I am not an avid reader of memoirs or personal stories. I find it easy to read fictional stories because they create a virtual world of make-believe. However, when I opened Peter Lovenheim’s book, I could not resist it. I began the first three pages, and the last thing I remember is that I had finished reading it in one sitting. In this review, I summarize Lovenheim’s book, assess the theme of the book, and give my recommendation of why I wish other people should read it.
In the Neighborhood: The Search for Community on an American Street, One Sleepover at a Time is a non-fictional memoir about Peter Lovenheim, a journalist and author born and raised in Rochester, New York. The book was published in 2010 by Penguin Publishing Group. The book thrives on a simple but inspiring question of “How do you know your neighbor?” In the first chapter, the reader is introduced to a disturbing incident when a person kills his wife before shooting himself to death. The man’s children manage to escape to a safe house in the neighborhood. The incident shocks everyone in the neighborhood. Lovenheim sets out to study his community after realizing that he did not know his neighbor. The memoir thrives on this theme of knowing one’s neighbor to explore the lives of people in Rochester. A few people open their doors for him to interview them, while others deny them an opportunity to complete his explorative study. Lovenheim’s project is to know his neighbors by spending a night at their homes and spending the day with them as they carry out their daily routines. This fits the title In the Neighborhood: The Search for Community on an American Street, One Sleepover at a Time.
Critical Assessment of the Text
Lovenheim’s project to explore the disappearance of community in his neighborhood leads him to unearth social issues affecting people. It is through this project that he realizes how he is a stranger to his neighbors. In a detailed manner and a first-person narration, Lovenheim brings the reader to the reality of life in Rochester suburb. When reading Lovenheim’s book, one is not surprised by how day-to-day activities keep people busy by creating social distances. Suicide murder plays a significant role in fanning his project. When exploring the life of his neighbors through regular sleep-overs, the author is surprised by how people are physically connected in a busy suburb but socially distanced.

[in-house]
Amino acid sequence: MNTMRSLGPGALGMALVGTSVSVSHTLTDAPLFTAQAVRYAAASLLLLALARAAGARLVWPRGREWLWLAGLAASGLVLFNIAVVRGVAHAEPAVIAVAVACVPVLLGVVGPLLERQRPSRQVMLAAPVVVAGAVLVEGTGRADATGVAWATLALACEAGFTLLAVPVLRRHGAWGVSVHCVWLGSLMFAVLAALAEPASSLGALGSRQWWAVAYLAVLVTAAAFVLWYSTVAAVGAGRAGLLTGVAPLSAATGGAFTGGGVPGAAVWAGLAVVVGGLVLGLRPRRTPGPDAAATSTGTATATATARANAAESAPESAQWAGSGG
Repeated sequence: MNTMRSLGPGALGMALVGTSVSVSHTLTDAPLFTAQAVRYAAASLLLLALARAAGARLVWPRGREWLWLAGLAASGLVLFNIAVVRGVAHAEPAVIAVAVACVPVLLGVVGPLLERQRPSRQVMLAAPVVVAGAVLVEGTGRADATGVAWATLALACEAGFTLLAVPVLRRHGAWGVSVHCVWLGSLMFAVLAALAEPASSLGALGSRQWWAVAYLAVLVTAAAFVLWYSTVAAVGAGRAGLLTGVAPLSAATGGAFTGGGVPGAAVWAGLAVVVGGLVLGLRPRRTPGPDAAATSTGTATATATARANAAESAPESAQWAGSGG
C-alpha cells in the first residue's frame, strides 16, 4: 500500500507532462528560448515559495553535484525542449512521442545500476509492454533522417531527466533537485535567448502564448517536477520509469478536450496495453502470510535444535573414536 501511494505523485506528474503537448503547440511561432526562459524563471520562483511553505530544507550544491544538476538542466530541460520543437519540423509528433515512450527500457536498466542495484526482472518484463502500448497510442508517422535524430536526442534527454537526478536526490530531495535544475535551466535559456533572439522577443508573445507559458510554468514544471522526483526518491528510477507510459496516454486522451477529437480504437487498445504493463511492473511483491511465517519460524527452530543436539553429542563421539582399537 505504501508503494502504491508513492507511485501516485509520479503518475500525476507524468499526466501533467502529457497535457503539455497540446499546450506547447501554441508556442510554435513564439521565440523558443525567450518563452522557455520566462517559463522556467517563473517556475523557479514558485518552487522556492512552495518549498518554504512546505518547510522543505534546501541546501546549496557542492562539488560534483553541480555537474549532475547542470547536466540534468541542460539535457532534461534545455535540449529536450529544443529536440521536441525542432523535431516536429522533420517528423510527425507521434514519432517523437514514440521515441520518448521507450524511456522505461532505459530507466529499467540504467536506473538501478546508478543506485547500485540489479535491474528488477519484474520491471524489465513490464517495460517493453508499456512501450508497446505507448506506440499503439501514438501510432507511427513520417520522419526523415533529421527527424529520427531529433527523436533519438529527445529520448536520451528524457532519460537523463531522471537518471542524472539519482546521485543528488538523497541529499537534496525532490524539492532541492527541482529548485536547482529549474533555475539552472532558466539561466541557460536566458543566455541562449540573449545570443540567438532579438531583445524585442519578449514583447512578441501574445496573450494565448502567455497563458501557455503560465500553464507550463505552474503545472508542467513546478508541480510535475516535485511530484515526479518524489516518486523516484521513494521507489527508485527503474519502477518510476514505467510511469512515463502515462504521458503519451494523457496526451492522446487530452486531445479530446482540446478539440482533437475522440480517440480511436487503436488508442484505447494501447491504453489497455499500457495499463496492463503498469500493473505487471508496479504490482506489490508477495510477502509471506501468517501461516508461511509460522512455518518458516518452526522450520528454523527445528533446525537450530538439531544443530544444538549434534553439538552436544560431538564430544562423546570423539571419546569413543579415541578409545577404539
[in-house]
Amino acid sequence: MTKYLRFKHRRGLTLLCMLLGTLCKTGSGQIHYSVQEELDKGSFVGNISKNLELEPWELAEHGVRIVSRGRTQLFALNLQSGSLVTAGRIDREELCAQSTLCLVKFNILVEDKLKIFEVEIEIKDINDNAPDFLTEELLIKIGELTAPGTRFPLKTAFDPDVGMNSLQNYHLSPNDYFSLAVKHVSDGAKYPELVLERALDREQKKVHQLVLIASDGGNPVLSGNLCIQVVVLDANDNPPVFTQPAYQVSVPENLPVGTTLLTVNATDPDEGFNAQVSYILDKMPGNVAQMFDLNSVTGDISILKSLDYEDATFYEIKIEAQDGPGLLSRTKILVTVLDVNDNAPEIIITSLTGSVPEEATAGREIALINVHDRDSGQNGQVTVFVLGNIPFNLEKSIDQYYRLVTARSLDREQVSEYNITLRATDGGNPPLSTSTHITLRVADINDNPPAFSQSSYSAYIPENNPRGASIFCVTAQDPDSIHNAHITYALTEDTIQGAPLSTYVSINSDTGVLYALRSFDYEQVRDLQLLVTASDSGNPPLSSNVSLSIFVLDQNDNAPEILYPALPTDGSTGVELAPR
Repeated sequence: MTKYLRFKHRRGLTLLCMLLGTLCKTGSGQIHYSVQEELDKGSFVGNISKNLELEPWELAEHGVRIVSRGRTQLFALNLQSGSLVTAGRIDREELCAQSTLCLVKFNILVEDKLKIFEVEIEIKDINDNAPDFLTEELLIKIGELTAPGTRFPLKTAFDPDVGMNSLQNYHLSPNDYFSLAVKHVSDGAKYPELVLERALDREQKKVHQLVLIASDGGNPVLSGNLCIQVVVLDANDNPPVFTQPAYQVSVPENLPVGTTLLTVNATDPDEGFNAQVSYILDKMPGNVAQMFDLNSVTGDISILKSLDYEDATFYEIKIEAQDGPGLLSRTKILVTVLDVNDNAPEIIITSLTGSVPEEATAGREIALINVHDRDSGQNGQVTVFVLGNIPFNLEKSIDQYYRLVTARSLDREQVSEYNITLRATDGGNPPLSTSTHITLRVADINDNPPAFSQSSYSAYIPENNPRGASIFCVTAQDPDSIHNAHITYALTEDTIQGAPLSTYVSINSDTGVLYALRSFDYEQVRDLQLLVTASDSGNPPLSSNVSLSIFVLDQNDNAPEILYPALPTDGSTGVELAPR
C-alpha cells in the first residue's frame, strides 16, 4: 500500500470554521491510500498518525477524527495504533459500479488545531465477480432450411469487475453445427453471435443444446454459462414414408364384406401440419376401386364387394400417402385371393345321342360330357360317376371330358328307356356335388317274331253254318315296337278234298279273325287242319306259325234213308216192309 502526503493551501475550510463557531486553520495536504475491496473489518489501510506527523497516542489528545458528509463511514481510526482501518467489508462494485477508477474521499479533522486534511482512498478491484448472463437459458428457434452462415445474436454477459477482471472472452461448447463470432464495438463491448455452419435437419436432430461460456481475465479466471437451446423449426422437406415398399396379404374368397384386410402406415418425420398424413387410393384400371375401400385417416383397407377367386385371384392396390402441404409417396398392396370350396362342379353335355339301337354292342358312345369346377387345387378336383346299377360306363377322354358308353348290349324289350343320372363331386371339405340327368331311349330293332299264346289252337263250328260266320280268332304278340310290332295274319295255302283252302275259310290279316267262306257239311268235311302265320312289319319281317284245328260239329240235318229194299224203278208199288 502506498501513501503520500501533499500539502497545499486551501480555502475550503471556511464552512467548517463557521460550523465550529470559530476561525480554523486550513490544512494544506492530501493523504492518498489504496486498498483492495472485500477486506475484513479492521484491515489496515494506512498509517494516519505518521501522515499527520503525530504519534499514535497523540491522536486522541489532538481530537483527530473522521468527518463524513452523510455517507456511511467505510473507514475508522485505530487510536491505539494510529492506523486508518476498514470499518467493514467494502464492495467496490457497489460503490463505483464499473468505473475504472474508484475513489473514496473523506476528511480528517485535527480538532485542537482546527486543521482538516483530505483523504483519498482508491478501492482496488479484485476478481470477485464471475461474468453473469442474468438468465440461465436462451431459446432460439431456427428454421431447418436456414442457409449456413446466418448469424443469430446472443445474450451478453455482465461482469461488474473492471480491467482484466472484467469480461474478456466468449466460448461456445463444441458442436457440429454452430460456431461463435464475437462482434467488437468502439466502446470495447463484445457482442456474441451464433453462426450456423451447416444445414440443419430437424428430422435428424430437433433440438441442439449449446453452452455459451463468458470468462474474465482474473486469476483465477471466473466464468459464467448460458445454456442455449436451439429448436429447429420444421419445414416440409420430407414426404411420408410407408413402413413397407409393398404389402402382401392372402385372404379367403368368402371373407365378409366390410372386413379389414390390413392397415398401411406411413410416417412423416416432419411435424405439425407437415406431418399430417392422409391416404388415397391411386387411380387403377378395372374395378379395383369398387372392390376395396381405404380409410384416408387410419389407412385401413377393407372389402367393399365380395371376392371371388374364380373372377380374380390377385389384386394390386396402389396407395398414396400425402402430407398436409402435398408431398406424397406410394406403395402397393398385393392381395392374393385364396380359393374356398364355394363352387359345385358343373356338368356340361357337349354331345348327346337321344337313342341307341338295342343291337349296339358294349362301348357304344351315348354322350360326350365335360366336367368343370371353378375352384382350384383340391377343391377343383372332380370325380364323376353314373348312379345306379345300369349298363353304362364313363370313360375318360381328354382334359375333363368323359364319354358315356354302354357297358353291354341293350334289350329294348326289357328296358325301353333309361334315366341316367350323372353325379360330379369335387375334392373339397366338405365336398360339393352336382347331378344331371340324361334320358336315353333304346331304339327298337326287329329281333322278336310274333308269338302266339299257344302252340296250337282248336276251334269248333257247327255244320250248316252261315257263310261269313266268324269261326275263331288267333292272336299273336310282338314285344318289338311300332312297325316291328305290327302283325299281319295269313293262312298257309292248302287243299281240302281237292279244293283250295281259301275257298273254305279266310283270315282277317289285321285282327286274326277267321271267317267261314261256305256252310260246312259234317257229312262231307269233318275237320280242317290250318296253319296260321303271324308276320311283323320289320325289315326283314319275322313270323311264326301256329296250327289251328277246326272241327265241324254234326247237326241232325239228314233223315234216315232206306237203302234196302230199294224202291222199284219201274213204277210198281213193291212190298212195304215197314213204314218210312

One of the first neighbors to honor Lovenheim’s request is Mr. Lou, an aging retired and widowed surgeon. The author spends a night at the home where they share experiences before spending the day at the place where Lou socializes with his friends. On arrival at the venue, Lovenheim is surprised to learn that Lou’s friends hail him as a jovial and an outgoing person. Lou’s happiness is only valid for a few hours. Whenever he leaves his friends’ company, he is embraced by solitude and loneliness in his house. Neighbors are busy with their daily routines. This is an indication of how social class distances people. Additionally, in a suburb upper class, people have lost a sense of trust and accommodation.
Grace, an old woman of ninety years, is another non-fictional character in Lovenheim’s project. She tells the Lovenheim how she fell in one of the streets, crawled to her home and drove to an emergency hospital for medical attention. This is another surprising aspect of this suburb. One is left wondering whether it can be called a neighborhood because an old woman can sustain an accident and crawl across the street without people noticing.
Lovenheim’s project of understanding the Rochester community has significant implications for the Rochester community and the overall American neighborhoods. I would recommend anyone interested in understanding the impact of social distances to read this book. One of my discoveries from Lovenheim’s project is that people have stories to tell, but they do not have a person to trust with their stories. In this age of social media where a person can comfortably boast of more than five thousand followers, I would pose a similar question to a person intending to read this book: Do you know your neighbor? You can find the answer to this question by accessing Lovenheim’s book and flipping through a few pages.
I think that Lovenheim’s book is not only crucial for understanding social distances and their impact on communities, but also for understanding how social classes isolate us from our neighbors. People in middle and upper classes tend to avoid those in lower classes, but it is the people in lower classes that make lasting friendships. They are the people we pass without greeting in our streets. Counterparts in upper levels are busy on their jobs, hardly finding time for social interactions. I am convinced that after you read this book, you will question your relationship with your neighbors. A simple “Hi” is enough to get the conversation going. I wish you could start today.
Lovenhein, P. (2010). In the neighborhood: The search for the community on an American street, one sleepover at a time. New York: Penguin Publishing Group. Google Book.